UWO communication lacks transparency, cooperation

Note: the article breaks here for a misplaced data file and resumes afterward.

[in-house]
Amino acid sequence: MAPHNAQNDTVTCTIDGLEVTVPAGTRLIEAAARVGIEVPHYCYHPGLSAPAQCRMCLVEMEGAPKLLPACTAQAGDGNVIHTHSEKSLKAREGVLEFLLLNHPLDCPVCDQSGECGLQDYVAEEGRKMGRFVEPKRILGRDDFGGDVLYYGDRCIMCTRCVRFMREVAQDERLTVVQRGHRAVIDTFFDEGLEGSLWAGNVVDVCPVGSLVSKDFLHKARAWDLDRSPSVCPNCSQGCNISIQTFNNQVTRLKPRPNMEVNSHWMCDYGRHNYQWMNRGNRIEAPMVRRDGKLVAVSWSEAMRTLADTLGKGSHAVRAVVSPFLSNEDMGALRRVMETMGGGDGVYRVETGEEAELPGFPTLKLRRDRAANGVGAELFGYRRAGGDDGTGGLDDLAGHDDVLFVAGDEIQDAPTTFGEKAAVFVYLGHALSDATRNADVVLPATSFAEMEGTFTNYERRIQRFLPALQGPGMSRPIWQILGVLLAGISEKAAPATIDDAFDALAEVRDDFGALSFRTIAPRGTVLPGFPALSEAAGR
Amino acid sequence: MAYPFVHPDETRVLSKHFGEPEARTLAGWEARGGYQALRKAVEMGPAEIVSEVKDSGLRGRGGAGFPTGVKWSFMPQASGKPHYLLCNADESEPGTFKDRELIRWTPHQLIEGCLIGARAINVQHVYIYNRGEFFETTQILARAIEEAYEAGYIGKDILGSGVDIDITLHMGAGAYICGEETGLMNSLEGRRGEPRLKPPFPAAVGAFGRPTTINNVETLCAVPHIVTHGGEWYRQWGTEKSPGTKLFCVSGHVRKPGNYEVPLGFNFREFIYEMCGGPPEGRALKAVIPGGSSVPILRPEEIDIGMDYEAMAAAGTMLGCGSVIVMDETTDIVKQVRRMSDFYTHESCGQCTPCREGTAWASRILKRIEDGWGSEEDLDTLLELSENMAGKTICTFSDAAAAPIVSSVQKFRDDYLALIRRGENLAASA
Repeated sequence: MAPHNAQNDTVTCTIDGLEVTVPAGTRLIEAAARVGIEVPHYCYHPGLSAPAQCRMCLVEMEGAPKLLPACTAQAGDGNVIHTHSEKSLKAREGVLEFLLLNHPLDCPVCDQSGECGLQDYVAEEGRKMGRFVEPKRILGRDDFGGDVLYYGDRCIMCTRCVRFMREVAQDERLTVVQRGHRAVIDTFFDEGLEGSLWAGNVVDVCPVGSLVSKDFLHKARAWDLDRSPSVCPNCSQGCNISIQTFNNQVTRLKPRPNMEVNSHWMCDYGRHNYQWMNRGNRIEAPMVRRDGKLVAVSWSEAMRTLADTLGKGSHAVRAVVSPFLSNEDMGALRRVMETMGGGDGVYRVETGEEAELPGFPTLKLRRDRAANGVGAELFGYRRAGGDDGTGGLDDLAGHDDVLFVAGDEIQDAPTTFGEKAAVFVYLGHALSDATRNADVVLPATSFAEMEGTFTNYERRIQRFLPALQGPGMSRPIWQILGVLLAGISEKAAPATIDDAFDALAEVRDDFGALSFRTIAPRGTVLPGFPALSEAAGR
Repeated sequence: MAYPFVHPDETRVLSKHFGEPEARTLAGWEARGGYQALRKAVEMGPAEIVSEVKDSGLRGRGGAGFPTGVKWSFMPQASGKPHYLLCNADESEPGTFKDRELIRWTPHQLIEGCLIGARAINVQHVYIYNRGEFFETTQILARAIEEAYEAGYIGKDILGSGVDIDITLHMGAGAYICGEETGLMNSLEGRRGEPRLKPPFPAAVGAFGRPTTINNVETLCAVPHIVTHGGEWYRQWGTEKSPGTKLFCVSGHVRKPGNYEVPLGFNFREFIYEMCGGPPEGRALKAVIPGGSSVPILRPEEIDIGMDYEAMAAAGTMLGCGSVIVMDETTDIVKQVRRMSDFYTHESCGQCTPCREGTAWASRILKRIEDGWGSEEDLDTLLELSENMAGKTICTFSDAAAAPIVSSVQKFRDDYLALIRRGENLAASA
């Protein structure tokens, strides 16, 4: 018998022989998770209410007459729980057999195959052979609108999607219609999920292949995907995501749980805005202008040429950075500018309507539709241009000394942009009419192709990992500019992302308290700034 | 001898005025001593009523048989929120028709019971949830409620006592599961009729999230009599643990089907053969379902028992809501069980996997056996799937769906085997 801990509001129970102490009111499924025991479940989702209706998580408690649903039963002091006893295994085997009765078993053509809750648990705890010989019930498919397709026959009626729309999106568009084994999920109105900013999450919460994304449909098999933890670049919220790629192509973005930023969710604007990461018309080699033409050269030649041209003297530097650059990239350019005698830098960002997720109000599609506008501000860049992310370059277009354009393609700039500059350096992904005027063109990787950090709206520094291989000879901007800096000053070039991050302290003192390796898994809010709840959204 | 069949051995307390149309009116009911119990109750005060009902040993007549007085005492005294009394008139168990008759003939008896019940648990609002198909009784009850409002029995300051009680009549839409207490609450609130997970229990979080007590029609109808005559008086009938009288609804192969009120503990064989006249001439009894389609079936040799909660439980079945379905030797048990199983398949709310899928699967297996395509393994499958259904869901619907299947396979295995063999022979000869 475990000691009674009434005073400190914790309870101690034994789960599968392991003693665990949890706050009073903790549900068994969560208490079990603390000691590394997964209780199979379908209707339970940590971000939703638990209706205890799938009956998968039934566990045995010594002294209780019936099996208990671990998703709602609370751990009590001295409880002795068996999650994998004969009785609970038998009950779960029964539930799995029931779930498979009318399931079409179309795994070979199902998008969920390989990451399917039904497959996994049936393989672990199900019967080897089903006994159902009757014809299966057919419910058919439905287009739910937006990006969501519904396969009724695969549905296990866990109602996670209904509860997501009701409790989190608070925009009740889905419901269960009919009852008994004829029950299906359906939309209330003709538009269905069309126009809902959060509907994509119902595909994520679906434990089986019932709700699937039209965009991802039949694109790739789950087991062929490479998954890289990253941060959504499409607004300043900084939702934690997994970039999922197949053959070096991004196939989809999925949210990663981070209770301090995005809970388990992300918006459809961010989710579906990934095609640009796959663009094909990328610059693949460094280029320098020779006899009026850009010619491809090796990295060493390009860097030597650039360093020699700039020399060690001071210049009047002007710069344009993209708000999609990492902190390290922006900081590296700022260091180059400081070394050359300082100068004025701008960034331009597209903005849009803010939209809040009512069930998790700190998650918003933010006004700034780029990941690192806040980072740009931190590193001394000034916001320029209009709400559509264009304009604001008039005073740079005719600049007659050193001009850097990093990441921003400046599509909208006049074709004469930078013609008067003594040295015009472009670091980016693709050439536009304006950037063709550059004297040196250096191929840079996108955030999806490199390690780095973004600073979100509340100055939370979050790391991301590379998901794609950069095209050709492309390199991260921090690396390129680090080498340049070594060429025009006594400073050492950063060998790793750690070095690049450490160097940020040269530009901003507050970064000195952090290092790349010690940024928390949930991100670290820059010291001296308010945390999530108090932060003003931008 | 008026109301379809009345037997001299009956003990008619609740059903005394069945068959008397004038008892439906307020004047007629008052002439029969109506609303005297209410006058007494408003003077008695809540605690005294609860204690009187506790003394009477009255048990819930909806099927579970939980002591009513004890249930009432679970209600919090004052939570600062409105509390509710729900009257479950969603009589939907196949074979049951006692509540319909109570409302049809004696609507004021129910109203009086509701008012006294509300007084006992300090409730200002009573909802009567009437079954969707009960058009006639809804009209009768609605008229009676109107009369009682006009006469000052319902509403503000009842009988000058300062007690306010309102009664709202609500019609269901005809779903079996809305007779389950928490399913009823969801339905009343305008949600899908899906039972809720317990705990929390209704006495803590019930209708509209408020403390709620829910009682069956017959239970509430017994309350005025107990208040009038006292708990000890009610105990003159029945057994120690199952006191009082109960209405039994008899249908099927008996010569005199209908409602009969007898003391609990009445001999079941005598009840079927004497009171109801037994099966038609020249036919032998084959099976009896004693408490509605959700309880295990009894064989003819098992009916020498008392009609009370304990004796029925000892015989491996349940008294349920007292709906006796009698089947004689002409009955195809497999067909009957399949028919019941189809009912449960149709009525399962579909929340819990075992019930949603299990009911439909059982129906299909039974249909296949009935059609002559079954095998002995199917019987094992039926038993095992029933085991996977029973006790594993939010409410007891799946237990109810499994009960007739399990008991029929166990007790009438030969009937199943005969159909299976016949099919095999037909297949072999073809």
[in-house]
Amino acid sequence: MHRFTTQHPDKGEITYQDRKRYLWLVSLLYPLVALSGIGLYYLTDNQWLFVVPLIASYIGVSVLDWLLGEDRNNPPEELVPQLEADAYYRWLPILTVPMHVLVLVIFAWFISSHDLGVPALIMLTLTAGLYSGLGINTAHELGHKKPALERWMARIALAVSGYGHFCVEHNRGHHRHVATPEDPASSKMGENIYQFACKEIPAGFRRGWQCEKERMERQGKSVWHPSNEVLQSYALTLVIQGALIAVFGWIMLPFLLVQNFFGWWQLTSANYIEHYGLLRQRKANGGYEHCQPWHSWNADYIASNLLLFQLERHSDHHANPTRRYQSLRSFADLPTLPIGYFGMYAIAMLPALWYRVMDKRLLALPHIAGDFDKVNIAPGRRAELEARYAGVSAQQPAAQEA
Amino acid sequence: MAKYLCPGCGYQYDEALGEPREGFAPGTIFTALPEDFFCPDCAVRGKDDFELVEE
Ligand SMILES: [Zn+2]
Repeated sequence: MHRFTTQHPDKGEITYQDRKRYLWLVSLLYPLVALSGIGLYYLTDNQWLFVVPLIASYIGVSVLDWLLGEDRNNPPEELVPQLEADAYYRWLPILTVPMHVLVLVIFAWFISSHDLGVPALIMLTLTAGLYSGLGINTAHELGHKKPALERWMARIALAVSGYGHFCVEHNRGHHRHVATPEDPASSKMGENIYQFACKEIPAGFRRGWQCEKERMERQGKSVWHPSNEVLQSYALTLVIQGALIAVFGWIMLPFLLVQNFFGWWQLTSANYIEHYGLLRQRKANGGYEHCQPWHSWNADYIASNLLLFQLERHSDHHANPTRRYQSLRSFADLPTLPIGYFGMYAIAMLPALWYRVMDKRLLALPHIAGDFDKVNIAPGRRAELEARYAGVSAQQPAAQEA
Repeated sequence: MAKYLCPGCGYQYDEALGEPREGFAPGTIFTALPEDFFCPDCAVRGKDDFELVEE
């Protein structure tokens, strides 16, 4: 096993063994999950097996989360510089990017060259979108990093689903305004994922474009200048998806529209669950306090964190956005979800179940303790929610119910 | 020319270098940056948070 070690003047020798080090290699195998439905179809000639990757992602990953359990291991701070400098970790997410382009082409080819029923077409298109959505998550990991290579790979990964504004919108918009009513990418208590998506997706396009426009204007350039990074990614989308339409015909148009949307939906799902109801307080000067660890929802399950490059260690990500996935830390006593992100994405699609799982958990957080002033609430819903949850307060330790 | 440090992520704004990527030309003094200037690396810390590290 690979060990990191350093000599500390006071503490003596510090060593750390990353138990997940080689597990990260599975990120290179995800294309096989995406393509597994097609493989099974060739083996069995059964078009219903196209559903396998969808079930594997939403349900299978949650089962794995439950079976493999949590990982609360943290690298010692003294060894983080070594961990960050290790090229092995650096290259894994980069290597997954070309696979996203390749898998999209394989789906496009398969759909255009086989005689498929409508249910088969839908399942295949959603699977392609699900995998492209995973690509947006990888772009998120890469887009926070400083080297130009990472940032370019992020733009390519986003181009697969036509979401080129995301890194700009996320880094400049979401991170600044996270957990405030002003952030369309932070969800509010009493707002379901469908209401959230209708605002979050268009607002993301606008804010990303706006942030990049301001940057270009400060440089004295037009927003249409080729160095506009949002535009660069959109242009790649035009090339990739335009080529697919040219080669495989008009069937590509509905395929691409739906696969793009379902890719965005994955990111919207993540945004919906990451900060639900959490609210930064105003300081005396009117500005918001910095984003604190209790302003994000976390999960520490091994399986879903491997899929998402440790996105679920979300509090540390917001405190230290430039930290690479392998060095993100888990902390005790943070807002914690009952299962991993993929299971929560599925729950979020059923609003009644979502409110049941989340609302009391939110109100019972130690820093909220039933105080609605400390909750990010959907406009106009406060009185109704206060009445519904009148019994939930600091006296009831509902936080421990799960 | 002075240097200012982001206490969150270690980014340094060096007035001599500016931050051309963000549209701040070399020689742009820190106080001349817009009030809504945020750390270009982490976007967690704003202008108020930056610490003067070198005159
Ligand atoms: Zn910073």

Between Gov. Scott Walker’s impending budget cuts, the University’s decision to cut sports and the gun-related incident in Reeve Memorial Union last year, there has been no shortage of newsworthy events at UW Oshkosh. However, when it comes to the effective communication of this news, UWO has been far from exemplary. In order to work, good communication must be honest, authentic and timely. The University has failed one or more of these requirements in its handling of several important events and decisions that have occurred over the past year. After the Reeve shooting in March of last year, many were concerned about the effectiveness of the University’s Titan Alert system, designed to notify students and faculty about emergencies and dangerous situations on campus. The Titan Alert that followed came nearly an hour and a half after the gun was discharged, effectively rendering the emergency notification useless. “UWO needs to let people know there has been a shooting on campus instead of finding out via social media,” UW Oshkosh student Evan Davies said on Twitter following the incident. Perhaps the freshest incident in the minds of students and faculty members is the University’s decision to cut two sports teams–men’s soccer and men’s tennis– in addition to restructuring two others. This news came as a big surprise to the athletes and coaches who dedicate a great deal of time to the sports. “In terms of cutting the men’s soccer program, it was communicated on the day that the press release came out,” senior soccer player Daniel Kobin said. “From an administrative perspective this might seem effective, however everyone impacted by the decision was blindsided by this decision and stunned by the fact that there was no communication about the possibility of our specific program being cut prior to that day.” The communication before and after the cuts were made was also mishandled. Before making a decision of this magnitude, there are many steps that must be take and many people that must be consulted. In an effort to push the decision through quickly, the University’s Athletic Director Darryl Sims sidestepped important procedures set in place to ensure a fair, correct resolution. At the March Intercollegiate Athletic Committee meeting, Sims mentioned that the University would likely have to cut one or two sports. He did not specify the sports and gave very few details. Many found it disconcerting when less than a month later the decision was announced as final. “In April, the cuts were made, the cuts were announced and then the athletic director says to the Northwestern newspaper, that he didn’t provide specifics and that even if he had the specifics, he would not provide them,” journalism department Chairman Timothy Gleason said. “I would consider that very unethical and possibly a violation of University policy as written in the handbook 6.2.” Gleason used to be a part of the IAC when the University’s previous athletic director, Al Ackerman, called the shots. Gleason said that when decisions were made in the past, they were based on highly detailed information and many people were involved. After the controversial decision was made both Sims and Chancellor Andrew Leavitt became nearly unreachable to those with questions. On most occasions the Advance-Titan tried to contact them, its reporters were referred to mediaries who spoke on behalf of the two administrators. “I think it is important that anyone directly involved in making a decision such as the sports program cuts to speak for themselves,” Kobin said. “The chancellor was adamant about the fact that he wanted to be inclusive and felt that open communication and input from the campus community would be essential when dealing with the cuts.” The status of Walker’s budget cuts and their effect on campus have also been a subject of confusion and fear for students and faculty members. Gleason said the University has not provided enough information about the possible ramifications of the budget cuts and as a result, some are concerned about their future at UWO. “There are a lot of people worried on campus right now even if they’re not connected to the sports situation, because of how it has been handled,” Gleason said. “But people were worried even before that. Someone has asked me multiple times ‘am I gonna be here in the fall?’. I would expect them to be, but there’s a definite concern on campus when you have these gaps of communication, thats where fear lives.” If the University seeks to maintain a trustworthy, mutually beneficial relationship with its students and staff members, then it needs to do a better job of communicating and making decisions. The best thing that Chancellor Leavitt can do in times of difficult choices is to surround himself with the many knowledgeable staff members that make UWO what it is today. He and other administrators need to recognize the importance of two-way communication and collaborative decision making if they want to succeed in the future.